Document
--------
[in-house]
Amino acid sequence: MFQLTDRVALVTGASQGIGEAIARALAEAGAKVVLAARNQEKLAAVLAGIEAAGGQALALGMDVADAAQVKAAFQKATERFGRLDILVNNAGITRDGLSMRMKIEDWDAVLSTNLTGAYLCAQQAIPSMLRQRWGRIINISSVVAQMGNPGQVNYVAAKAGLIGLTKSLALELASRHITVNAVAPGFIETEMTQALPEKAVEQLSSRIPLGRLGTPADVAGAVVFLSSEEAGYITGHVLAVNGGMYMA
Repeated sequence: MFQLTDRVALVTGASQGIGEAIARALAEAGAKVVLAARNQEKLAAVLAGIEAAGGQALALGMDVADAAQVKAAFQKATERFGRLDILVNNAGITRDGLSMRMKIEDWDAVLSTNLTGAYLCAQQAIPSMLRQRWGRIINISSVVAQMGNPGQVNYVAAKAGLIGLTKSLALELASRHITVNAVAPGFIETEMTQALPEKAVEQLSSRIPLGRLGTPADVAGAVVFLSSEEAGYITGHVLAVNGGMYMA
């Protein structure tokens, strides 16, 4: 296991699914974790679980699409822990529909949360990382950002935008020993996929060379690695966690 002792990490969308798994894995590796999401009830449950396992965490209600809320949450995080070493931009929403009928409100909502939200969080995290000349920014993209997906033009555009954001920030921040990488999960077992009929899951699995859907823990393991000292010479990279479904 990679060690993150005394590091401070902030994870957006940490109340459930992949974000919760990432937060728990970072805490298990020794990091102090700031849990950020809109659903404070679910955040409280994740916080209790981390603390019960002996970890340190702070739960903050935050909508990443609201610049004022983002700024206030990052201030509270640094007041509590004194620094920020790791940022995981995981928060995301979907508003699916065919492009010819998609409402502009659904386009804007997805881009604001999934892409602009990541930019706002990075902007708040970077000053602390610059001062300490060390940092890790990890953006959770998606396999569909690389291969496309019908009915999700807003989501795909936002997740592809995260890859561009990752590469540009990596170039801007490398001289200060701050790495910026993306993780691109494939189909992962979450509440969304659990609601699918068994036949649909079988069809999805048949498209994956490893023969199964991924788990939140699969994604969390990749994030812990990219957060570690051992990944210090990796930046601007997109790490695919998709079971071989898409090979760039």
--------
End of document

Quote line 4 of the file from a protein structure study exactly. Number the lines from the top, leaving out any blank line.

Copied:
């Protein structure tokens, strides 16, 4: 296991699914974790679980699409822990529909949360990382950002935008020993996929060379690695966690 002792990490969308798994894995590796999401009830449950396992965490209600809320949450995080070493931009929403009928409100909502939200969080995290000349920014993209997906033009555009954001920030921040990488999960077992009929899951699995859907823990393991000292010479990279479904 990679060690993150005394590091401070902030994870957006940490109340459930992949974000919760990432937060728990970072805490298990020794990091102090700031849990950020809109659903404070679910955040409280994740916080209790981390603390019960002996970890340190702070739960903050935050909508990443609201610049004022983002700024206030990052201030509270640094007041509590004194620094920020790791940022995981995981928060995301979907508003699916065919492009010819998609409402502009659904386009804007997805881009604001999934892409602009990541930019706002990075902007708040970077000053602390610059001062300490060390940092890790990890953006959770998606396999569909690389291969496309019908009915999700807003989501795909936002997740592809995260890859561009990752590469540009990596170039801007490398001289200060701050790495910026993306993780691109494939189909992962979450509440969304659990609601699918068994036949649909079988069809999805048949498209994956490893023969199964991924788990939140699969994604969390990749994030812990990219957060570690051992990944210090990796930046601007997109790490695919998709079971071989898409090979760039």